Being a NASCAR gasman: Behind the scenes of a job that might end up in flames – For The Win
Despite carrying a 95-pound gas can while running onto pit road as NASCAR driver Erik Jones barrels down toward the stall at up to 55 miles per hour, his gas man, Matt Hewtyrrell isn’t thinking about the highly flammable 12 gallons of fuel on his shoulder.
“If you’re worried about catching on fire, you’re not doing your job,” he said Saturday at Richmond Raceway before the Federated Auto Parts 400.
It also helps that every single thing on his body – from the fire suit, gloves and socks down to his underwear – is fireproof.
So instead, Hewtyrrell concentrates on anticipating the exact spot where Jones’ No. 77 Toyota is going to stop. When every tenth of a second could ultimately be the difference between a first- and second-place finish, he needs to focus on moving as fast as possible because he said the length of the stop usually depends on how fast he can fill up the car.
And that’s still only six to 15 seconds, give or take, depending on what’s needed.
Despite not qualifying for the NASCAR Cup Series playoffs in his rookie season, Jones consistently has a fast car each weekend, driving to four top-5 finishes and 11 top-10s so far. He and the 77 team finished sixth on Saturday.
Part of the team’s speed is due to the engineering of the Toyota itself, but fast pit stops are critical.
“You’re always nervous about getting the car full and making sure you get all the gas in there that you can,” he said. “Within two-tenths of a second from when the car stops, I’m plugged in, on average through the course of a year. …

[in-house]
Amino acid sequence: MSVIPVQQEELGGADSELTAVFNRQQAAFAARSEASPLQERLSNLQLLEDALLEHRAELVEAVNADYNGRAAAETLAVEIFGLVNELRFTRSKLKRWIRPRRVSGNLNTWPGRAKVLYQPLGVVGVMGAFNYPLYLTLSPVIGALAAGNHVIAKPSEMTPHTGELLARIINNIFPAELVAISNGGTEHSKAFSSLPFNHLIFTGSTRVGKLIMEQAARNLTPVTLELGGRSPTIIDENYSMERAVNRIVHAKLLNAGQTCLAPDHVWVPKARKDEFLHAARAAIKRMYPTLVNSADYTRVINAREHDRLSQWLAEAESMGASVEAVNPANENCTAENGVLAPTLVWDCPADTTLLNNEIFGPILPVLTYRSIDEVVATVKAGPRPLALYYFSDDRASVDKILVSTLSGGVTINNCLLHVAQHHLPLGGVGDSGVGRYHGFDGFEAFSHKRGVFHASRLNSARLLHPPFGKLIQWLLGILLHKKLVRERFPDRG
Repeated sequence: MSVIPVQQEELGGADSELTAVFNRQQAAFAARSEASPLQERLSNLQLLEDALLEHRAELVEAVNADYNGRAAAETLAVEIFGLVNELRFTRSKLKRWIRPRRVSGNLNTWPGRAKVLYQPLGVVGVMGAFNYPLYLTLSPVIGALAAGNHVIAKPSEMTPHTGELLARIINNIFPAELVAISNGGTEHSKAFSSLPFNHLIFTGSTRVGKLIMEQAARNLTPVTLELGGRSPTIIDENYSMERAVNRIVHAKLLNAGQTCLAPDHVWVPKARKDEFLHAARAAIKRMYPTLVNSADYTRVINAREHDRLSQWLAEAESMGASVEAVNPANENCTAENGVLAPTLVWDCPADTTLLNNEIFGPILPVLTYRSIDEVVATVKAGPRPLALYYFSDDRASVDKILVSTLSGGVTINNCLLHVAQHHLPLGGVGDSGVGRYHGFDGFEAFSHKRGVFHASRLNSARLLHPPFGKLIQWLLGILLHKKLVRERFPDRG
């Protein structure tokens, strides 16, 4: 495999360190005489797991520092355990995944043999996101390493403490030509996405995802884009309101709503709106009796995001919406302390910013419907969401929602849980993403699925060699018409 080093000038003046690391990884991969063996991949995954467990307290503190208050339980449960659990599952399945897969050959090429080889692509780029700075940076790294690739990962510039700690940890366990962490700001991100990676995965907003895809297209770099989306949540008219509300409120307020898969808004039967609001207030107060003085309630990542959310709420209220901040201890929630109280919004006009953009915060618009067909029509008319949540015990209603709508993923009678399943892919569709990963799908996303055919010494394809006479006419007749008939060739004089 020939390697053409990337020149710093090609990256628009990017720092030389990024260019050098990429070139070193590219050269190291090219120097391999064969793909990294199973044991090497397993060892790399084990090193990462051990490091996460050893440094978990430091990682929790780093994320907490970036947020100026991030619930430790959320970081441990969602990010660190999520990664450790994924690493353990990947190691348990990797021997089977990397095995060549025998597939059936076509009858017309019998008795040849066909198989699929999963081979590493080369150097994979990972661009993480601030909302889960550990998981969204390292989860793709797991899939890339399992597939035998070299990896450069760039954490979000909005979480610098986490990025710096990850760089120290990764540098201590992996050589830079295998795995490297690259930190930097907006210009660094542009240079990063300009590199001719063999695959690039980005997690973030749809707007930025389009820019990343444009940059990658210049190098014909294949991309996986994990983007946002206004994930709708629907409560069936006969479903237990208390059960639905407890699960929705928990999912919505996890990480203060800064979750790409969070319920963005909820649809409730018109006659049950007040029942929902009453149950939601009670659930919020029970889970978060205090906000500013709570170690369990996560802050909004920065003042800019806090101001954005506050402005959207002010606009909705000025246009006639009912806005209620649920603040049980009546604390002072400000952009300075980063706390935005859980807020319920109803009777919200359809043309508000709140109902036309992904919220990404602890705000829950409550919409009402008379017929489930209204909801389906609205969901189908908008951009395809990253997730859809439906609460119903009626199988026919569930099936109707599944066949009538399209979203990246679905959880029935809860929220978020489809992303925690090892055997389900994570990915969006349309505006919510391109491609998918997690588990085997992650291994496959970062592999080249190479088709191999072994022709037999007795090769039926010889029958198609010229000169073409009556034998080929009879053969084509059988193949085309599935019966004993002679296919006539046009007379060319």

“It doesn’t stop in the same place every time, so you have to be able to read the car that’s coming down pit road anywhere from 35 to 55 miles per hour and be able to judge where it’s going to stop within a tenth of a second.”
Hewtyrrell also has to be able to adjust with car as it gets new tires while keeping a close eye on when the tank is full. How does he know when that is? The car will simply overflow.
“It’ll spit fuel back up, so you know when it’s completely full,” he said. “It’s visible. There’s no fuel gauge. It’s just going off numbers and math.”
According to NASCAR, a gallon of fuel weighs about six pounds, but that can vary depending on its temperature. The gas can is measured before and after a pit stop, and based on the weight difference, Hewtyrrell knows how much fuel is in the car after the stop.
Between stops, he’s running related fuel calculations to figure out when the next pit stop needs to be, assuming everything else goes smoothly.
After 10 years of pitting, Hewtyrrell is definitely a pro, but his job is always “incredibly” challenging. He suggests anyone who thinks pit crew members aren’t athletes try to do their jobs once.
“(The gas can) drastically changes your center of gravity and you’re using muscles you had no idea you had,” Hewtyrrell said.
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